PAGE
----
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Decision Problems for Propositional Linear Logic
 by Dr. Patrick Lincoln, Dr. Natarajan Shankar, John Mitchell & Andre Scedrov.


Linear logic, introduced by Girard, is a refinement of classical logic with a natural, intrinsic accounting of resources. This accounting is made possible by removing the "structural" rules of contraction and weakening; adding a modal operator; and adding finer versions of the propositional connectives. Linear logic has fundamental logical interest and applications to computer science, particularly to Petri nets, concurrency, storage allocation, garbage collection, and the control structure of logic programs. In addition, there is a direct correspondence between polynomial-time computation and proof normalization in a bounded form of linear logic.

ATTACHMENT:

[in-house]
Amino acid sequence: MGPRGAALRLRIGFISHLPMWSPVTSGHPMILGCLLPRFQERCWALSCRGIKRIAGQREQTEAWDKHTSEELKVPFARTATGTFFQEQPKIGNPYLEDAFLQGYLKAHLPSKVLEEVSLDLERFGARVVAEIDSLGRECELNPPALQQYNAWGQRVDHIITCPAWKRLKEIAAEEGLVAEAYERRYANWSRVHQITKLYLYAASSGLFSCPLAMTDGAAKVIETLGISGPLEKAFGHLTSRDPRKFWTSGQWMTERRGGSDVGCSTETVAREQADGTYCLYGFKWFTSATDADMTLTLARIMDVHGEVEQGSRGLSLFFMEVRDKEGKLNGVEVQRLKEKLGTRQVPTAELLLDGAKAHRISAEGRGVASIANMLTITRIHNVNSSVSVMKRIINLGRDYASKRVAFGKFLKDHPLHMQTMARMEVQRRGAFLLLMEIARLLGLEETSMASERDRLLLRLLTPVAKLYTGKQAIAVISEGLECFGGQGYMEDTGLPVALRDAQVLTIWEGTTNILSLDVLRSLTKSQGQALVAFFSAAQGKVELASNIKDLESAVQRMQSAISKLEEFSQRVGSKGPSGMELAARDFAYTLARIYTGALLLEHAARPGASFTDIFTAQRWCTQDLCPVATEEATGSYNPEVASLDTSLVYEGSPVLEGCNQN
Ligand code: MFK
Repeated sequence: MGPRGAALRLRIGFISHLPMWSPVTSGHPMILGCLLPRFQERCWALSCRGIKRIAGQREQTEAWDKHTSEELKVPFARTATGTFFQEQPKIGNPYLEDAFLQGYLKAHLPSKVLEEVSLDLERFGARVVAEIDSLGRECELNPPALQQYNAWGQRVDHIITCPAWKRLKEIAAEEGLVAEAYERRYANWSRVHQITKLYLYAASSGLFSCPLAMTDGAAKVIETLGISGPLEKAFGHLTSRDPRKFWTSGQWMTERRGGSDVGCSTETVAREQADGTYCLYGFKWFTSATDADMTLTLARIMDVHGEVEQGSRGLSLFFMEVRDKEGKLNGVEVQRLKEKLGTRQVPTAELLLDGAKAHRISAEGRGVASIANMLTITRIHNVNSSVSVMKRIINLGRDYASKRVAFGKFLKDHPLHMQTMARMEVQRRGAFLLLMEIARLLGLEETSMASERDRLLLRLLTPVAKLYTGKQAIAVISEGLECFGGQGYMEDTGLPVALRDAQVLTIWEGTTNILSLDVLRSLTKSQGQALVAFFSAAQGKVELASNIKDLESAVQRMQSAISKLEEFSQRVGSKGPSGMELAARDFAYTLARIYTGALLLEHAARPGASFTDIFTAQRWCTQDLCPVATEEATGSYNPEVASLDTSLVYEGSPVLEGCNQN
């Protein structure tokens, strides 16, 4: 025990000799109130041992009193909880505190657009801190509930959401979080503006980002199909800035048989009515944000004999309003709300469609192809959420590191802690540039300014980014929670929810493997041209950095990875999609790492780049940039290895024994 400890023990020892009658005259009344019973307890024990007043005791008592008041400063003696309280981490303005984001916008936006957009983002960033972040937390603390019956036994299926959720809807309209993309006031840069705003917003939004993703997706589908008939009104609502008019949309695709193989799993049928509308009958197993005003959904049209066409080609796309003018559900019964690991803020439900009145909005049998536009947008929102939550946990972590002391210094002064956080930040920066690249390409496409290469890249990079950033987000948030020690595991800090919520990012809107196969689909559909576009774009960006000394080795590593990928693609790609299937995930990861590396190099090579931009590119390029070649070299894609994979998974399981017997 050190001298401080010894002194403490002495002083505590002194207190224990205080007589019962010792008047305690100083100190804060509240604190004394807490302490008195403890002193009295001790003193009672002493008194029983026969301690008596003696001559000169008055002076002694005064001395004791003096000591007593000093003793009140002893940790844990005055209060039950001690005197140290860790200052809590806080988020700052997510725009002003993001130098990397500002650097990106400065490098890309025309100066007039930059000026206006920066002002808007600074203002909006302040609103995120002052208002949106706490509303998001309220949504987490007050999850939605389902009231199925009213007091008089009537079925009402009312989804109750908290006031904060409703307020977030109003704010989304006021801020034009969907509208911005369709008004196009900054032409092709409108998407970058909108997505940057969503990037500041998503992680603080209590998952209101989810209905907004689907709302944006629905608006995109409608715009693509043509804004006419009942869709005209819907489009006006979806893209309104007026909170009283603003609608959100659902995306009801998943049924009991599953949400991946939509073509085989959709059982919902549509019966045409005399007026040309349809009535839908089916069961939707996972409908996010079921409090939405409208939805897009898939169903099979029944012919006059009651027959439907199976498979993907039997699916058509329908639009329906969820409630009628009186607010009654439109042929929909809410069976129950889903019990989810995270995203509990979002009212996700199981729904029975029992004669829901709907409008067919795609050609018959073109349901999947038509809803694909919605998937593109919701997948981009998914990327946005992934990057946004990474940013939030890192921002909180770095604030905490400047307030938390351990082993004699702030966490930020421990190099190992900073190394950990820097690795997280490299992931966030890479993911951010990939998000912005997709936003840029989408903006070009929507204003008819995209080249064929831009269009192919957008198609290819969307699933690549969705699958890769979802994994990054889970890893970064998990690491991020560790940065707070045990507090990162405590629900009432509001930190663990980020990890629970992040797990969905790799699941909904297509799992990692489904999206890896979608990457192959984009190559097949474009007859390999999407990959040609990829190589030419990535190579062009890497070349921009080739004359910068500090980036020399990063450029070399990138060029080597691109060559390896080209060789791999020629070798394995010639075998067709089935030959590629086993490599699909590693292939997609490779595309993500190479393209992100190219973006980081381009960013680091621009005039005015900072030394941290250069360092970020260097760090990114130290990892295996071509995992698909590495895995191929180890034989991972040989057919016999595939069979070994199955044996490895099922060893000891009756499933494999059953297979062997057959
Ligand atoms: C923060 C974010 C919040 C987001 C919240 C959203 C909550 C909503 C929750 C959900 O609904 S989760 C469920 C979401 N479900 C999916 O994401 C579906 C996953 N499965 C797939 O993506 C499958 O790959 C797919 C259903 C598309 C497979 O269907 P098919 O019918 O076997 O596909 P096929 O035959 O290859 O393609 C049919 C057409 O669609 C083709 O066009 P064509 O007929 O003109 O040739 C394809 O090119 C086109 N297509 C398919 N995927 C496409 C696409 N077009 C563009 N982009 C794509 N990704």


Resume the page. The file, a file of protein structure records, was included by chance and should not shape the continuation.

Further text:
In this paper we show that unlike most other propositional (quantifier-free) logics, full propositional linear logic is undecidable. Further, we prove that without the modal storage operator, which indicates unboundedness of resources, the decision problem becomes PSPACE-complete. We also establish membership in NP for the multiplicative fragment, NP-completeness for the multiplicative fragment extended with unrestricted weakening, and undecidability for fragments of noncommutative propositional linear logic.



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